There was never going to be anything simple about Nigeria’s 2015 elections. Both main candidates – Goodluck Jonathan and Muhammadu Buhari – are big names that commanded significant followings. Security concerns, technology worries and registration difficulties, meanwhile, compounded an already complex electoral situation in Africa’s largest democracy. Indigo grantee, CODE, however was on hand to provide an election monitoring service in 31 out of Nigeria’s 36 states. Uzabe (meaning vote in the Hausa language) was a crowdsourced Ushahidi election monitoring platform. In the run-up to the elections, CODE trained more than 1,000 observers across Nigeria to use SMS, Whatsapp and other platforms to provide updates and reports on the progress of the elections. Incoming reports were examined and verified in a situation room, manned jointly by Nigerian security and police forces, as well as civilian election observation coordinators.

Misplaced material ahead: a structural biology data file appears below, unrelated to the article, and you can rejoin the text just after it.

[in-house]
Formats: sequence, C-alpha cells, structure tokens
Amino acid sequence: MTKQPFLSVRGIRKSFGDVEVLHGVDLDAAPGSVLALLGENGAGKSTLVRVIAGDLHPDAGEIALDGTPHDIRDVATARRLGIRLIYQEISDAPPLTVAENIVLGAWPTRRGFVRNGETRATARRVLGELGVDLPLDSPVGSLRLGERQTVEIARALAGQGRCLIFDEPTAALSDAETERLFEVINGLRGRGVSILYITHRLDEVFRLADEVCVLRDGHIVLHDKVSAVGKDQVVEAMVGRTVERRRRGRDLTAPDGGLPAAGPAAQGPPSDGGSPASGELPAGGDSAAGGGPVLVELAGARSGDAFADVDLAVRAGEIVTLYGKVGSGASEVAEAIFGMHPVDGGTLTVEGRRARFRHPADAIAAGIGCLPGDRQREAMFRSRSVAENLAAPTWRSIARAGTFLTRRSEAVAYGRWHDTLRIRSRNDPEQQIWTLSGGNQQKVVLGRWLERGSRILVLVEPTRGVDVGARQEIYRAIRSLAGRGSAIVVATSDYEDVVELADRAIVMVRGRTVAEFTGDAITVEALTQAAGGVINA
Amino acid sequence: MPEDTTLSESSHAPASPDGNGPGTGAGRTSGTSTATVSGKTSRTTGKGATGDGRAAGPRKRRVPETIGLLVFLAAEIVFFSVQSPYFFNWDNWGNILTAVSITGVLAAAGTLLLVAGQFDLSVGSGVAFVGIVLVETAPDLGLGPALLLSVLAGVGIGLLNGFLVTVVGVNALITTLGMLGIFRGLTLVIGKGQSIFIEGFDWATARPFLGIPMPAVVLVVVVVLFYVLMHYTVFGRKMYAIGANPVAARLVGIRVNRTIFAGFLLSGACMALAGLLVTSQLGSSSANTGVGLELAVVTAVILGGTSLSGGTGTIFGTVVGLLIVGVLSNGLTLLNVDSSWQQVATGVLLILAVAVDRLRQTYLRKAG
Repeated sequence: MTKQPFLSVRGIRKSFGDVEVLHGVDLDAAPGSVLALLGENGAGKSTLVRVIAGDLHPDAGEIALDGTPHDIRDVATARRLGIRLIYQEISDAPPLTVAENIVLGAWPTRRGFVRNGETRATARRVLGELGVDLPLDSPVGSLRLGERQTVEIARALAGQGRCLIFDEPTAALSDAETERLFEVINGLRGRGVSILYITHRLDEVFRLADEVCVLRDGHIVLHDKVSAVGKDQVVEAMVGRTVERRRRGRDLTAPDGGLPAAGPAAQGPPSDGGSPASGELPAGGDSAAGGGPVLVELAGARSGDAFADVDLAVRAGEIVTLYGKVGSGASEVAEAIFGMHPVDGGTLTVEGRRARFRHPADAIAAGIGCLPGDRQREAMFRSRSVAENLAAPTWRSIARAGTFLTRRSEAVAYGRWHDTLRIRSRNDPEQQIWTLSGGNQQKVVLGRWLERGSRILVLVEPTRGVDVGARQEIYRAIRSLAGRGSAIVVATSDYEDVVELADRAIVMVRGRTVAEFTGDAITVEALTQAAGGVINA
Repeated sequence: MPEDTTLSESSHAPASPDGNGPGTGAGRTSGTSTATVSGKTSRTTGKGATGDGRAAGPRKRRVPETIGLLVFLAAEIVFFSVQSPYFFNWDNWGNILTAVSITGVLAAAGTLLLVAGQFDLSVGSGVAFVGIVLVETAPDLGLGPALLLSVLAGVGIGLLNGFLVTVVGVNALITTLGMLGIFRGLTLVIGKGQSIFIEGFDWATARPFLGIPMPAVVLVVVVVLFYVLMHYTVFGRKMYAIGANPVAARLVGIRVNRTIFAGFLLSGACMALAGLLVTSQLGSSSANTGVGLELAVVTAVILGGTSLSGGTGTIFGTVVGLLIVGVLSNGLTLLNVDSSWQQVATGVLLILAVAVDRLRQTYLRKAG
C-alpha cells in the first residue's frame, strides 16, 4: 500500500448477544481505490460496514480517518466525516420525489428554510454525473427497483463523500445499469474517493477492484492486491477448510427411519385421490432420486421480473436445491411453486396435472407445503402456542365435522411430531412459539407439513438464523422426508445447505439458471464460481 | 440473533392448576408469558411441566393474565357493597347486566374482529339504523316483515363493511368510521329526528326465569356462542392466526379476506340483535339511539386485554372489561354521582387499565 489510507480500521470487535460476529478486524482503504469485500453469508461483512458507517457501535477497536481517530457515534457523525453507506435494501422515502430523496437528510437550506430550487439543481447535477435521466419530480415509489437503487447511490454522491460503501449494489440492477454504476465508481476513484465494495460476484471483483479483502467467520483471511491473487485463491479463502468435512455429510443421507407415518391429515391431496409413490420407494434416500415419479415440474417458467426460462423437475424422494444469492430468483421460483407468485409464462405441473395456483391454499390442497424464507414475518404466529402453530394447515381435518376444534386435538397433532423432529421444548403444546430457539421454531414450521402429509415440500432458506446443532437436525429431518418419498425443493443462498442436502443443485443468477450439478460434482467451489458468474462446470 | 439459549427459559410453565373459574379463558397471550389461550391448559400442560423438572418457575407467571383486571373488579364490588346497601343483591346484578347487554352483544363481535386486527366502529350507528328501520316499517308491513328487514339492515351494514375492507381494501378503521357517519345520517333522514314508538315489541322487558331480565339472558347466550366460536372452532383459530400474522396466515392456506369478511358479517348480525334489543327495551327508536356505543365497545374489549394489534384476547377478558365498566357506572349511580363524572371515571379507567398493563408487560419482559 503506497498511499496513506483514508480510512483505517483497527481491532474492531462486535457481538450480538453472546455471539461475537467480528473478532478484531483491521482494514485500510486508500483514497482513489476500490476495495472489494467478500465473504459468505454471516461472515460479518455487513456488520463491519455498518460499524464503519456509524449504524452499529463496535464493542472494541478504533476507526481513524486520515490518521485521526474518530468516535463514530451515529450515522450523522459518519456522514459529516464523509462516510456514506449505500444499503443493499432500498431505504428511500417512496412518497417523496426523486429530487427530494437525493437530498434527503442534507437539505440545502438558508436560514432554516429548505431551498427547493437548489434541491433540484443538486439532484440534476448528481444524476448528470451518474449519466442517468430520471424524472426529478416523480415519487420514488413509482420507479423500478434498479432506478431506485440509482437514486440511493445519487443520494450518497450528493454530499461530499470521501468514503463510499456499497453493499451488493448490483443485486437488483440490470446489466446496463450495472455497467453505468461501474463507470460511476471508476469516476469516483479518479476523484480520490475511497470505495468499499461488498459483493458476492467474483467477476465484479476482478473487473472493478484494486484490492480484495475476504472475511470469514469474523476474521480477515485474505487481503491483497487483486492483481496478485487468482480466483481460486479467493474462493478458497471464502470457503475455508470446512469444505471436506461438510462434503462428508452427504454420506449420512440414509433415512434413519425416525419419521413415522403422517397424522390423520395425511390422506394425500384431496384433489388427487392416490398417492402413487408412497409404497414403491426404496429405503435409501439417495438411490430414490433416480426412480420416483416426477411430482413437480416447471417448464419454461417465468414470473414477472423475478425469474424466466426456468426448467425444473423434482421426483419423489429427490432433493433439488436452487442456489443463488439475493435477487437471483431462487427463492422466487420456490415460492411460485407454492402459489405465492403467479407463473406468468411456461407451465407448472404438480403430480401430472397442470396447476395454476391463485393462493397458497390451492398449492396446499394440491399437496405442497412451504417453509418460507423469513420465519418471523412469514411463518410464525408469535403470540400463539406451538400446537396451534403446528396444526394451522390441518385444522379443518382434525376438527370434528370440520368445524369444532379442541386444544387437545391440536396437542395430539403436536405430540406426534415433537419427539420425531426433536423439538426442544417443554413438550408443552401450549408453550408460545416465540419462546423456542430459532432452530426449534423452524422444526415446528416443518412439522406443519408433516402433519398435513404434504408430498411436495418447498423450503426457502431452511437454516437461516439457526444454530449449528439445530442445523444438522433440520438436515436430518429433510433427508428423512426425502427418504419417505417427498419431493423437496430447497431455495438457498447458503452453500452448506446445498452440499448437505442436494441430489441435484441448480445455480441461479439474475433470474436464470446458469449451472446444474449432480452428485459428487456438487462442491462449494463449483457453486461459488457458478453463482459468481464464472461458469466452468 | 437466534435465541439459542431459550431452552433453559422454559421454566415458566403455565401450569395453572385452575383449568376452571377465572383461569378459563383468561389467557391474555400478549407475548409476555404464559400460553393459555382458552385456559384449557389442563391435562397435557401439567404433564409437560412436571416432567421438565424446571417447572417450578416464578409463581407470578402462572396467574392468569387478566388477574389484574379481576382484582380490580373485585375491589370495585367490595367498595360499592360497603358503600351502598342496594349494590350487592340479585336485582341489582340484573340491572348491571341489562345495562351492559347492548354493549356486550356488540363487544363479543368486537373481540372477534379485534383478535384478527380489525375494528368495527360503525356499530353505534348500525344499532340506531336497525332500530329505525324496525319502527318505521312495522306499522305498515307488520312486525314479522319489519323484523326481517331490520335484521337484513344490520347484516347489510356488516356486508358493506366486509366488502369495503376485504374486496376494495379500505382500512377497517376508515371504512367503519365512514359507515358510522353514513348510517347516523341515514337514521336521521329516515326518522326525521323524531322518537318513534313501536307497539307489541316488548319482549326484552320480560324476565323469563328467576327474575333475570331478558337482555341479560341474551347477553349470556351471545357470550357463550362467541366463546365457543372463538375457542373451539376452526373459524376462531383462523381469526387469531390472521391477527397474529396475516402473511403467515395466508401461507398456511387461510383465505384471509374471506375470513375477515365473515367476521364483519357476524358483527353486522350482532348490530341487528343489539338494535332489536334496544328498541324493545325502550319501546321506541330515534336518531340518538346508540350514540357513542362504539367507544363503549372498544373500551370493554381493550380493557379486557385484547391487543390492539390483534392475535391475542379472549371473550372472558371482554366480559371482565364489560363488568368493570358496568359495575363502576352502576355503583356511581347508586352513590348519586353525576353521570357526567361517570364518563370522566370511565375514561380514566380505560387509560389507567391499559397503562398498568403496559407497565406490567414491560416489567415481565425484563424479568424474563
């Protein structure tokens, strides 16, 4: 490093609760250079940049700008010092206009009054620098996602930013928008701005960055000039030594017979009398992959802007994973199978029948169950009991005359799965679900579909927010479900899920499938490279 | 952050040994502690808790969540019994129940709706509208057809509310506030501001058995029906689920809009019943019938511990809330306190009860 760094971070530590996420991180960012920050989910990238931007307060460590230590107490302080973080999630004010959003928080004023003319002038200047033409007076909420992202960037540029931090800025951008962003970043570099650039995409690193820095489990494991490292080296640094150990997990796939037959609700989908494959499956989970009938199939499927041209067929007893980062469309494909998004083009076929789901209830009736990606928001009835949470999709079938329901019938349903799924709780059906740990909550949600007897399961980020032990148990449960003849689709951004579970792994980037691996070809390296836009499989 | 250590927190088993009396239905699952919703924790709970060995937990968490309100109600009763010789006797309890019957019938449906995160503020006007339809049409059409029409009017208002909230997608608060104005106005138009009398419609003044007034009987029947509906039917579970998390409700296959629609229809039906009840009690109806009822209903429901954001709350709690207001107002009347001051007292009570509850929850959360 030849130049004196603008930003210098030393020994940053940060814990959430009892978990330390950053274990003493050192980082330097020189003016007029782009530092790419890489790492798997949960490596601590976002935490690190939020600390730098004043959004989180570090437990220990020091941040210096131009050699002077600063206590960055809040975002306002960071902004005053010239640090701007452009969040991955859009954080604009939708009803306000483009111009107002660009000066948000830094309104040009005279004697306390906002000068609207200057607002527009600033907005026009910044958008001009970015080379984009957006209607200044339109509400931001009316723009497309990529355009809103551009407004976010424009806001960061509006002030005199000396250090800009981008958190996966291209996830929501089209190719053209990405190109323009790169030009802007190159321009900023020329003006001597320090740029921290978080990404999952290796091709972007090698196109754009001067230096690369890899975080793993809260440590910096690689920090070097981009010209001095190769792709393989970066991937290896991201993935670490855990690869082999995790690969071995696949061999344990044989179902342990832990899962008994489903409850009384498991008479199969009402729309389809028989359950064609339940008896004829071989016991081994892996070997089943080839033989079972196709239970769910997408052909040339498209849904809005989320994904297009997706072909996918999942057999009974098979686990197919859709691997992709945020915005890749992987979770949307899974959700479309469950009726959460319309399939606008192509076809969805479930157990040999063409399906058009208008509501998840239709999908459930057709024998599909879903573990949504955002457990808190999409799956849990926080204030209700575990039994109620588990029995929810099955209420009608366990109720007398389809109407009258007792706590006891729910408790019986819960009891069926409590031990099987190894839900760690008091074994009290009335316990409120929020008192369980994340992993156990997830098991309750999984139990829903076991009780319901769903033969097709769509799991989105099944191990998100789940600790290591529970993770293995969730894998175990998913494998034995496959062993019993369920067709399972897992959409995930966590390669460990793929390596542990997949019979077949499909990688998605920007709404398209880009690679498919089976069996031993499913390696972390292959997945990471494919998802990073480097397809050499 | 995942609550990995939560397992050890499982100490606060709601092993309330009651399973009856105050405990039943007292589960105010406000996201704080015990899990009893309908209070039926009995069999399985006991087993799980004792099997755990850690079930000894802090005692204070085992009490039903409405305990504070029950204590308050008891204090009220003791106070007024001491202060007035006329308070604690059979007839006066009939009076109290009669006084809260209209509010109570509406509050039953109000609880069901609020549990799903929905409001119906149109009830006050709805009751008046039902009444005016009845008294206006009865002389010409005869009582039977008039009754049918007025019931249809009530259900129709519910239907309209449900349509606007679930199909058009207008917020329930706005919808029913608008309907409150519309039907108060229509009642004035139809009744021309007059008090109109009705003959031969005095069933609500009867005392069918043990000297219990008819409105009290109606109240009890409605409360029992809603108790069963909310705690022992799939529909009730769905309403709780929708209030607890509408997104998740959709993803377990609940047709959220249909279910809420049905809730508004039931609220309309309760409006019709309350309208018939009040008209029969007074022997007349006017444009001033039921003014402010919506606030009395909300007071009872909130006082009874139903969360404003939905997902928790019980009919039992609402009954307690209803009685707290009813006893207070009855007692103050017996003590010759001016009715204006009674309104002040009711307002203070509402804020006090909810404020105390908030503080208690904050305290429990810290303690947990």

The presidential elections generated 346 reports, while the state elections produced 298 reports. A global network of volunteers kept the platform running round the clock during the tense election period. Urgent messages needing rapid responses were flagged to be dealt with ASAP. Fortunately, the majority of the messages reported generally peaceful and orderly elections, although problems with the controversial voter smart card system were reported and around ten percent reported violence and security problems. For a full break down of the reports and a fuller explanation of this work, take a look at this blog post and the Ushahidi maps here.
Indigo supported this work with a grant of £5,000 to help CODE train more volunteer observers across Nigeria.